It’s Wednesday and only a few items today. It seems that the mainstream economists are emerging again and making all sorts of claims that fiscal policy has to target lower deficits and monetary policy needs to tighten (interest rates rise) to stop our governments going broke and inflation going wild. It really is like a tired broken record, isn’t it. They have sort of gone underground during the crisis and more are thinking it is time to reassert the nonsense of the past. And so it goes. But at least Wednesday brings music to this blog – and what a treat we have today.
The demand for higher interest rates ruse
The New York Times carried a guest essay (November 22, 2021) – Powell Needs to Cool the Economy Now to Avoid Recession Later – which was written by one of those ‘free market’ economist types from the American Enterprise Institute.
He must have been having conniptions over the last few years as fiscal policy took over and deficits rose.
He was commenting on Biden’s decision to reappoint Jerome Powell for another four years as boss of the Federal Reserve Bank.
Apparently, “Mr. Powell has his work cut out for him”.
Oh, simply because there is “inflation rising to alarming levels” and “the Fed should be making moves to cool the economy.”
Some temporary spikes during a pandemic is nothing to be alarmed about.
And why would the US government desire to “cool the economy” when the US labour market is still around 4,204 thousand jobs short from where it was at the end of February 2020 and there are no fundamental wage pressures emerging?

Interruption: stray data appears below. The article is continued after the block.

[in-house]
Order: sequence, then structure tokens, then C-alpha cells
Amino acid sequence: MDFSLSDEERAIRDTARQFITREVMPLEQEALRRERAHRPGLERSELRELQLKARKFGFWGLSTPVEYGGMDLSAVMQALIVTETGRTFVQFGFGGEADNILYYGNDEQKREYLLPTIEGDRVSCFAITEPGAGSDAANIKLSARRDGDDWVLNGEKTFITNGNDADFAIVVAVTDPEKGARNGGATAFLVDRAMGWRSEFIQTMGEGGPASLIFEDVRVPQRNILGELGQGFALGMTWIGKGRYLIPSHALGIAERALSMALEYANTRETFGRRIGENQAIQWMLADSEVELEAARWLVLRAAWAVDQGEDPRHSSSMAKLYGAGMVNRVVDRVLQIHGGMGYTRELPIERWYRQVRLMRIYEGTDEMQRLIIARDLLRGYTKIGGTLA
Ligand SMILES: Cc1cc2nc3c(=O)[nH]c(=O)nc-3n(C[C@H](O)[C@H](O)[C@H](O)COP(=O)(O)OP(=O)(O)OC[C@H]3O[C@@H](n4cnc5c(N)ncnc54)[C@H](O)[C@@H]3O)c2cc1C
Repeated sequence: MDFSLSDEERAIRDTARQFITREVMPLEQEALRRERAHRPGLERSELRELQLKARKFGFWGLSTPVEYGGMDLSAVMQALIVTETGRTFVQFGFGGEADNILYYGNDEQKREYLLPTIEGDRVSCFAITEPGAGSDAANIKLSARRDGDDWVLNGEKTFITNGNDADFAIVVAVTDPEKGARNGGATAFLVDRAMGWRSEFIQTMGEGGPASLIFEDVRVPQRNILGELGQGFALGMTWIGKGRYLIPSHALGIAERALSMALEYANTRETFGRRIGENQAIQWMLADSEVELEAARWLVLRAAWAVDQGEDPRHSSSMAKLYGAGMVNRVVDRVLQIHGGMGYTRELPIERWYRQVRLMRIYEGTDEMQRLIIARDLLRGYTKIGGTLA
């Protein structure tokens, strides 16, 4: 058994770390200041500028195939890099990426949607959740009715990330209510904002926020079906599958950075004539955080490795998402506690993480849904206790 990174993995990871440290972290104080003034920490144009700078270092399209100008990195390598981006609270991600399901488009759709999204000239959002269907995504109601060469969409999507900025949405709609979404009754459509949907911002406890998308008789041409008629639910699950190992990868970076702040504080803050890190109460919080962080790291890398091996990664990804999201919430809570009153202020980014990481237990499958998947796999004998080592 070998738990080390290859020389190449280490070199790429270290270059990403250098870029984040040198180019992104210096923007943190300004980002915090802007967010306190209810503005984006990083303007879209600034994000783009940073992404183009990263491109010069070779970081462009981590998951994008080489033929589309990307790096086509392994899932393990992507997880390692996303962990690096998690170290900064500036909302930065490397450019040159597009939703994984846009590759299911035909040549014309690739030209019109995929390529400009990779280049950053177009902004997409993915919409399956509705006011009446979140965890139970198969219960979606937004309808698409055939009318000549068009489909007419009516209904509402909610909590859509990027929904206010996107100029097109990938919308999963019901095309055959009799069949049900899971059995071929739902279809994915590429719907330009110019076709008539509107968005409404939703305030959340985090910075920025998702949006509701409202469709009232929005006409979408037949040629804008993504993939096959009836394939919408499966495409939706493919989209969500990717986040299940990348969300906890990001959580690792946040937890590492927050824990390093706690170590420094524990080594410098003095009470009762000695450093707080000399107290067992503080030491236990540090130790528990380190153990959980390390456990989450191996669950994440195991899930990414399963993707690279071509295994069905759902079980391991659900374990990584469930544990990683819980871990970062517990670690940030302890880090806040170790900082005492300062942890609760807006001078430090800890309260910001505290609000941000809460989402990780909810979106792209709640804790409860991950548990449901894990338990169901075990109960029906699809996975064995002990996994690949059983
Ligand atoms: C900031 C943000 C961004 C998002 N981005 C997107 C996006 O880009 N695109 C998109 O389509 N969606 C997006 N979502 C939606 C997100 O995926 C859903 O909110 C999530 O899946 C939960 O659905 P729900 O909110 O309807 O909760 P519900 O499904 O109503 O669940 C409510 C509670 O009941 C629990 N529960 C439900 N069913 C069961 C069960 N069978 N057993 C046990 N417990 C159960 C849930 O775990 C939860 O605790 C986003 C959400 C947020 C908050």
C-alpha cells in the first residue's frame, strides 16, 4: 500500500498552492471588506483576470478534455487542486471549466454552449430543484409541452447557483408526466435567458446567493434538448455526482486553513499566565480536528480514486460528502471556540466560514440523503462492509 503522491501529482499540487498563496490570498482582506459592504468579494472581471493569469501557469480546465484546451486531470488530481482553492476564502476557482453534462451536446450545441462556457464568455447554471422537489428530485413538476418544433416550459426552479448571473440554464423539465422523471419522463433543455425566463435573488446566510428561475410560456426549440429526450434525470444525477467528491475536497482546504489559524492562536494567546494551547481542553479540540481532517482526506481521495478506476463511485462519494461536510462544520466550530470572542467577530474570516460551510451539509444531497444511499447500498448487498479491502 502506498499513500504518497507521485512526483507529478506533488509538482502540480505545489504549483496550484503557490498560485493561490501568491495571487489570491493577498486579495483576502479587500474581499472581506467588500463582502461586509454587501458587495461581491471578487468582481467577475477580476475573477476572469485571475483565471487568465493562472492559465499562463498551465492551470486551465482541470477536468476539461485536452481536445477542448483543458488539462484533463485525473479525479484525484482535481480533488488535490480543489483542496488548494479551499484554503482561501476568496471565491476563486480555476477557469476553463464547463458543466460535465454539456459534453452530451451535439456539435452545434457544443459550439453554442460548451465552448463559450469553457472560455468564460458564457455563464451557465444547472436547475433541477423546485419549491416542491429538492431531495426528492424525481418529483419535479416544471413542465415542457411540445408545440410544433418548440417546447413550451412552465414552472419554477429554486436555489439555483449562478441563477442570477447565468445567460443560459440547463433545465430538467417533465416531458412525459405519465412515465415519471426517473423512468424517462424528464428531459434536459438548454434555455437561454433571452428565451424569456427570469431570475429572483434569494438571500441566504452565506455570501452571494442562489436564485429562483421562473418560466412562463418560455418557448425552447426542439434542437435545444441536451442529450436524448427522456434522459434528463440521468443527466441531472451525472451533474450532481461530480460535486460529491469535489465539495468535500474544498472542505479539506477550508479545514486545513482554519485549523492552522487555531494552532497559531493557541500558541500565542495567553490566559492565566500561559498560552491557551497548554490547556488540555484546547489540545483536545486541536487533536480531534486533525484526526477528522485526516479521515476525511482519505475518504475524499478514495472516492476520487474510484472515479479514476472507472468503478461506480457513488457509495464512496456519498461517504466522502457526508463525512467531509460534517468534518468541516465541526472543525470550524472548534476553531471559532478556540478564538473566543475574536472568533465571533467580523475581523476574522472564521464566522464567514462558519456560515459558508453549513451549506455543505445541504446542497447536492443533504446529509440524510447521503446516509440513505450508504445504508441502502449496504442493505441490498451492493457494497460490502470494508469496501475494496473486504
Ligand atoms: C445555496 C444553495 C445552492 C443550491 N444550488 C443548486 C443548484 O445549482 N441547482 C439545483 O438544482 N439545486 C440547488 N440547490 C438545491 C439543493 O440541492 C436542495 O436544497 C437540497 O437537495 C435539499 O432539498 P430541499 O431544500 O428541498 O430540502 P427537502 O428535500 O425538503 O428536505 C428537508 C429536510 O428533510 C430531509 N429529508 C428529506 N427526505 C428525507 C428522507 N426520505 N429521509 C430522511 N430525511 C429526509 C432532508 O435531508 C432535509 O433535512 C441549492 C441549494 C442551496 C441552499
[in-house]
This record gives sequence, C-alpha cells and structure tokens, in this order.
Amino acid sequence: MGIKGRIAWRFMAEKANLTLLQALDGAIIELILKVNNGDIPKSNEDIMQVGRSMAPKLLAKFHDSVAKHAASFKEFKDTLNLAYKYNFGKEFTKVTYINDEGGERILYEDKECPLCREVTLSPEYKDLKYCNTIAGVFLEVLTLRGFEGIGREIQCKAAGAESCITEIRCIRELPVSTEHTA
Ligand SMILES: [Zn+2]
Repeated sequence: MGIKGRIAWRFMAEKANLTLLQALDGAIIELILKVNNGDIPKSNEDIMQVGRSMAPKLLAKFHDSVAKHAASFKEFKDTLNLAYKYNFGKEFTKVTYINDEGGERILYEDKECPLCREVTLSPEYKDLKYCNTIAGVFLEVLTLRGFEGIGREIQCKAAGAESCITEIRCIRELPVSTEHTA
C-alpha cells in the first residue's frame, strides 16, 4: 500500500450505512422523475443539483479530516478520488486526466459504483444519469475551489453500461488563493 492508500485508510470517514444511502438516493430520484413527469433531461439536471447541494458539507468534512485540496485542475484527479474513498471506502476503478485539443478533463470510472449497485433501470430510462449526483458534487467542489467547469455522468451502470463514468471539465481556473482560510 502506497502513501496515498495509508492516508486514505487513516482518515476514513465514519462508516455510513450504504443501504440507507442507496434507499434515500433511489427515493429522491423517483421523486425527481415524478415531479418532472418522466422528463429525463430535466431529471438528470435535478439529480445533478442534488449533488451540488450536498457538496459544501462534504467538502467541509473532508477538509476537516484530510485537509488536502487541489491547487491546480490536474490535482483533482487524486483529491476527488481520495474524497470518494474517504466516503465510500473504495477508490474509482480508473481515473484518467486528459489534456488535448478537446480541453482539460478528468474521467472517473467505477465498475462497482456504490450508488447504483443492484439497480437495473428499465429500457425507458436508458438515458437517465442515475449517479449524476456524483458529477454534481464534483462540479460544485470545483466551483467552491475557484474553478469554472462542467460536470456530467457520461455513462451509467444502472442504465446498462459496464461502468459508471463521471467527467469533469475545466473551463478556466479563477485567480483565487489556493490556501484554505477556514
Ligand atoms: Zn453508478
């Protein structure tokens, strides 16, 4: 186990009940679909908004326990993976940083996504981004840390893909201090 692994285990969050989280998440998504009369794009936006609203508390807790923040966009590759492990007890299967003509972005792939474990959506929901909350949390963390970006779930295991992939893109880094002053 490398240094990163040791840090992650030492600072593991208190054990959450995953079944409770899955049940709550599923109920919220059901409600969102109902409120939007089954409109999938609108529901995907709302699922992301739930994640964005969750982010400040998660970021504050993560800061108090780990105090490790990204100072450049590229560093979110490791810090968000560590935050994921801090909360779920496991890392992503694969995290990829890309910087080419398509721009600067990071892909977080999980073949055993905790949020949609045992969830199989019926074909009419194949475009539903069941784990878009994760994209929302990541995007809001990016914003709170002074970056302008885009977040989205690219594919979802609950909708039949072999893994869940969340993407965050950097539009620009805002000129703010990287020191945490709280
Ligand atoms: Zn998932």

And why would the US government want to stop the recovery in its tracks (more in a moment on whether monetary policy would do that) when it is clear that the lower paid occupations have not participated proportionally in the jobs recovery to date and many groups have endured real earning cuts over the course of the pandemic?
We get to the nub fairly quickly in the article:
At present, the Fed is erring too much on the side of maximum employment. Instead, Mr. Powell must tip the scales back in favor of price stability.
So, just a rehearsal of the last thirty years, which, thankfully, the current Federal Reserve boss, to his credit, has abandoned because he knew that concentrating on price stability alone was maintaining elevated unemployment rates and massive losses in income via the constrained GDP growth.
Further, in general, I don’t think that increasing interest rates does much for inflation containment anyway, unless the rates go so high that the economy comes to a screeching halt, and by then so much damage is done that it doesn’t matter.
Rising interest rates increase business costs and if they have market power to set prices and mark-up unit costs then you know what happens next.
Moreover, the current price pressures are mostly being driven by the supply side of the economy – bottlenecks.
I discussed that most recently in this blog post – The current inflation trajectory still looks to be transitory (November 22, 2021).
Increasing borrowing costs will do nothing to ease those bottlenecks.
It is just a case of seeing the supply side sort itself out – containers have to move to where they are required, ships have to go to the right places, etc etc.